Then-Director of the Community Service Resource Center (CSRC) Susie Dorn said that the goal of the center was to "weave the common good into the very fabric of this institution" by providing funding to merge the student-led CSRC with service learning courses and community-based faculty research.

Contributions made to the College's capital campaign for the purpose of establishing an endowment for the center, as well as donations made by alumni, helped fund the new program, but Dorn said that the physical space that the center now occupies on the first floor of Banister Hall was renovated "beautifully, though without great expense," thanks to student work through Professor of Art Wiebke Theodore's courses and artistic contributions made by A. LeRoy Greason Professor of Art Mark Wethli.

The CSRC began its transition from Adams Hall to Banister Hall in the summer of 2007, the Orient reported. In September 2008, the new space and program was officially dedicated as the Joseph McKeen Center for the Common Good. At the time of its opening, faculty members involved with the establishment of the McKeen Center said they hoped it would become an important part of campus while connecting students to compelling projects and issues.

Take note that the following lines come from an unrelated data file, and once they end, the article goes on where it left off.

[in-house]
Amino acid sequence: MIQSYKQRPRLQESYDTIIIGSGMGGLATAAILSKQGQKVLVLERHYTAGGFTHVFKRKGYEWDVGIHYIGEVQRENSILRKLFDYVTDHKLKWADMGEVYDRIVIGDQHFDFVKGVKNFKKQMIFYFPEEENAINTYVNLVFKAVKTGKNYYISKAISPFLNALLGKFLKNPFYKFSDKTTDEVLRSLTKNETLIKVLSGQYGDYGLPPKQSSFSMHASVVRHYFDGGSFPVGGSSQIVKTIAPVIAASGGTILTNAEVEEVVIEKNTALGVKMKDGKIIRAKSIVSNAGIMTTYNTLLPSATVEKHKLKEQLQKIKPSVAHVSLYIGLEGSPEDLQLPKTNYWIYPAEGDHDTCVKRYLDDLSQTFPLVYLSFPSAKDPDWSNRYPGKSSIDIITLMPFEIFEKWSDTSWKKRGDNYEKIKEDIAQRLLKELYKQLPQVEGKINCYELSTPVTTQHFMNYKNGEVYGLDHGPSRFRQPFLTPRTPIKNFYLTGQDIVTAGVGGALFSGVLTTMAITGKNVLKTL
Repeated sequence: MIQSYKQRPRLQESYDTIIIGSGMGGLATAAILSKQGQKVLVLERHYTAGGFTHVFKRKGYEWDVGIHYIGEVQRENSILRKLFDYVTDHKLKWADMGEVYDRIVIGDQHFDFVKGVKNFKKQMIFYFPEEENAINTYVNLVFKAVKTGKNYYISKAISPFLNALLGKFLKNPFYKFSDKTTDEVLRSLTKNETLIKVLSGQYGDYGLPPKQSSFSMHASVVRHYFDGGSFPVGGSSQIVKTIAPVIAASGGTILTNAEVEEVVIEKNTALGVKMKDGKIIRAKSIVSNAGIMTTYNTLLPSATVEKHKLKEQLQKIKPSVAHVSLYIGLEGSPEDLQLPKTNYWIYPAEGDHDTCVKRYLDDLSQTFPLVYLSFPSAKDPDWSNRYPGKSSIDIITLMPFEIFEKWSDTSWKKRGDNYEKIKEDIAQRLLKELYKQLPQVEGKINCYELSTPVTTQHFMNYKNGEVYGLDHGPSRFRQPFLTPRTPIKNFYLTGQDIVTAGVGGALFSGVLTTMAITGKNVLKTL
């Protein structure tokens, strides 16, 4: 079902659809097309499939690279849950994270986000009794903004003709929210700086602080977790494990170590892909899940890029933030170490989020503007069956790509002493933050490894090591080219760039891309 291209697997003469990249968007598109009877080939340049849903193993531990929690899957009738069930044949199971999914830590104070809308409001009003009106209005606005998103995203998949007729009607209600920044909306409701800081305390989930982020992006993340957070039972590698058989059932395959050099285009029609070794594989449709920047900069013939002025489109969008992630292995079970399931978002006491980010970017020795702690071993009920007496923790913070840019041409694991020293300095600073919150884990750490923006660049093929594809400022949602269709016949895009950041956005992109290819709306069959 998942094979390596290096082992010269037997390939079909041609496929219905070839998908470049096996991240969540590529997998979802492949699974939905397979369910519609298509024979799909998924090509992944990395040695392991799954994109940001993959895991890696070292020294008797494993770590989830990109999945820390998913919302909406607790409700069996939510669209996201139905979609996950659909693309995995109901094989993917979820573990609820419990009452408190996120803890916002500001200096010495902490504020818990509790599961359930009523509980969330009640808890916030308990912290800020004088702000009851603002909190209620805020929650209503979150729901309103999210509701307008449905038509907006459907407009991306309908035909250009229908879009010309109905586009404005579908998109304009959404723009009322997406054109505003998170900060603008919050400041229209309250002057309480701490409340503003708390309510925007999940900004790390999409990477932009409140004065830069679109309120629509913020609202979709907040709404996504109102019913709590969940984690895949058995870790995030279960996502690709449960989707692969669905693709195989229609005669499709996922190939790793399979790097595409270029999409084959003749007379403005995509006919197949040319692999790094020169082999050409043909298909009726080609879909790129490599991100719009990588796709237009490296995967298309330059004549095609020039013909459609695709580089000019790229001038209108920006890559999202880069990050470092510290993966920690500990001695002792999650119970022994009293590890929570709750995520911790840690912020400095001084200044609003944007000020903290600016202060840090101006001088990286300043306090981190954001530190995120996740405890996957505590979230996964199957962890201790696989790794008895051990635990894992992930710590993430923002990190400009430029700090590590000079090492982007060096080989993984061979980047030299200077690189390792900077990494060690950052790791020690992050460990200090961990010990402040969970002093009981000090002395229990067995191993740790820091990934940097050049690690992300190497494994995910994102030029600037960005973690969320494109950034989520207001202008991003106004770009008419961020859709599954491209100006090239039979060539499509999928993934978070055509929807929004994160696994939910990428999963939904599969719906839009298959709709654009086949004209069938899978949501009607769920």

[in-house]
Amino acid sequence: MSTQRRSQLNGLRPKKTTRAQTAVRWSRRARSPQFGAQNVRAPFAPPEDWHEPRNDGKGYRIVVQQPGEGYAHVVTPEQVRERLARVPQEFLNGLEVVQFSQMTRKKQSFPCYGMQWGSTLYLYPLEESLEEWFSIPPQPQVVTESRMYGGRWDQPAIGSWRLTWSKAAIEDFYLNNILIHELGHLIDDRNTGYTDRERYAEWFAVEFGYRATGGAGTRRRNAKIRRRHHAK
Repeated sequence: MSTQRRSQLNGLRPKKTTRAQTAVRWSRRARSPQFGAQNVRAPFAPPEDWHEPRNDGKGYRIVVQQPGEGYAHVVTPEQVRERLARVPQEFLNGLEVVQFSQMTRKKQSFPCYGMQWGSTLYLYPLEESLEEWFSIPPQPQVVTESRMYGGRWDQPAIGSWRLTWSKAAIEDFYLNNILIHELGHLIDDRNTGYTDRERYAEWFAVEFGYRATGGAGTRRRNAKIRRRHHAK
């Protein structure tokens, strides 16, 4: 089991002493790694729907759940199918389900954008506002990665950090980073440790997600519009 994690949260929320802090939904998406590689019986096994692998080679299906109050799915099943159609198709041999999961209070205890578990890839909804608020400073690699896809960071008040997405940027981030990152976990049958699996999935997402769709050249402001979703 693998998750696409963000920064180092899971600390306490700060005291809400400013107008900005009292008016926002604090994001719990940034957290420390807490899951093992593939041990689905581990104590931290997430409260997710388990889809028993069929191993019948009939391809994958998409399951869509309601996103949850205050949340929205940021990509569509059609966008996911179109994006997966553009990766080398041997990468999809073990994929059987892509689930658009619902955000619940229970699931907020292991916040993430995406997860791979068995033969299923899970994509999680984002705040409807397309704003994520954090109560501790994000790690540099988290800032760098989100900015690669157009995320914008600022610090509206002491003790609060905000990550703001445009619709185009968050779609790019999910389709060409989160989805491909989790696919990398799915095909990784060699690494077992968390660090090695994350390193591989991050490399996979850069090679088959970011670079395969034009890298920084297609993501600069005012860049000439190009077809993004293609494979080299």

A study conducted through focus groups during the summer of 2009 indicated that while some students had experience and contact with the McKeen Center, for some, the center had "limited visibility," according to the Senior Faculty Fellow Craig McEwen. Faculty cited the "abstract language" used to refer to the Common Good, the already-busy schedules of students, and a lack of awareness about options for service as reasons for student disengagement.

"Students don't yet understand the breadth of opportunities that the McKeen Center offers," said Dorn.

ASB volunteers bring lesson home to Bowdoin, April 7, 2006